The Moon and Venus behind a tree (Nov. 5, 2005 @ 5:09pm PST)

This view of the Moon and Venus was taken from our apartment balcony earlier this evening.

I also took a picture yesterday, from the top of a parking structure near John Wayne Airport (we went to a show at UCI later that evening.) You can see the red trail an airplane left as it crossed the frame:

The Moon and Venus above a cityscape (Nov. 4, 2005 @ 6:01pm PST)

Having seen that pairing last night, I knew I had to be ready to catch it today! I figured the Moon would be a lot closer, but I hadn’t expected it to actually pass Venus tonight. It really gives you an idea of how far the Moon moves in 24 hours. (or, in this case, roughly 23 hours, since yesterday’s picture was taken at 6:00 and today’s was taken at 5:10).

To be honest, I wasn’t actually certain it was Venus. It was my first thought, because of the brightness and the color, but I kept thinking it was too far from the sun. I kept trying to convince myself it was Jupiter or maybe Saturn (it wasn’t red enough for Mars, and besides, I’d seen Mars on the other side of the sky the night before). When I looked it up and realized it was Venus, I started remembering my days in high school when I would walk to school for a 7:00am “zero period” class. In winter it would sometimes be just dark enough when I left to see the planets and the brightest stars. I would keep my eye on Venus as the sky brightened, trying to see how late I could still see it by knowing exactly where to look.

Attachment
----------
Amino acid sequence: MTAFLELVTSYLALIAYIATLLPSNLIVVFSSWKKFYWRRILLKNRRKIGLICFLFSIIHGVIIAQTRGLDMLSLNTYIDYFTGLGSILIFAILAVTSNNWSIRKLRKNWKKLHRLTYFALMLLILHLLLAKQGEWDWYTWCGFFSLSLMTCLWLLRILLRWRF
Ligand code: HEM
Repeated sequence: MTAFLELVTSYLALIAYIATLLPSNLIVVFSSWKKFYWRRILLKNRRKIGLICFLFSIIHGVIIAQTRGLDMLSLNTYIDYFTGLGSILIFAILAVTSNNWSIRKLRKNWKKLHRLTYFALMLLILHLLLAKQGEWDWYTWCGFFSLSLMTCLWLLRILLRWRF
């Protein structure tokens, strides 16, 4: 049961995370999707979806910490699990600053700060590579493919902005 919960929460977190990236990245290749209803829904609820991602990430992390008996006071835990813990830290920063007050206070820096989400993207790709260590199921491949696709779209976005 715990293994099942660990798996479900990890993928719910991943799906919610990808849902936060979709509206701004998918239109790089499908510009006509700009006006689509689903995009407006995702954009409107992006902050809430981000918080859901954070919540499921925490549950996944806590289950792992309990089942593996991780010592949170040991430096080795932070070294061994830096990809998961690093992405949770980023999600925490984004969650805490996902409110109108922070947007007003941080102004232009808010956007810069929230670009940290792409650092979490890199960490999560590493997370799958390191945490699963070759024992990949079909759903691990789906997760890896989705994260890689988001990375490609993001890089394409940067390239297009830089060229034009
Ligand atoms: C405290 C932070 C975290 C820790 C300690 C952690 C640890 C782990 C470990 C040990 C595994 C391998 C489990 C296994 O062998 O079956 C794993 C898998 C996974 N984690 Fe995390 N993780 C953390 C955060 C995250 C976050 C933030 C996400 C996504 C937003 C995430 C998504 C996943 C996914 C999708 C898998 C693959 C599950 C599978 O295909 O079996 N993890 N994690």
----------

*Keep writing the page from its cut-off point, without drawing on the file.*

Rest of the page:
3 thoughts on “The Moon and Venus, sitting in a tree

  1. […] Someone on Slashdot mentioned it was possible last week. I took it seriously because back in high school, I used to watch Venus fade into the brightening sky on winter mornings. Often I could still find it once I arrived at school, since I knew exactly where to look. […]

  2. Did you take these pictures this week, have you looked up this morning, Venus and the moon are almost in the same position at the traditional ‘crescent and star’?

    The crescent is the moon, but the star is no star, it is Venus.

    Viewing this phenomenon on a cold morning in Amsterdam with snow on the ground on Dec 27 ’05.

    Happy New Year.

  3. These were taken at the beginning of November. I slept in late yesterday morning, so I missed the moon. It sounds like it would have been great to see.

    I believe what you saw was actually Jupiter, though. Venus is still an evening planet right now, but Jupiter rises in the morning this month. (That site even says, “The waxing crescent Moon is to the right of Jupiter on the 26th and below on the 27th,” though I’m sure they meant “waning,” since the new moon is coming up on Saturday.)

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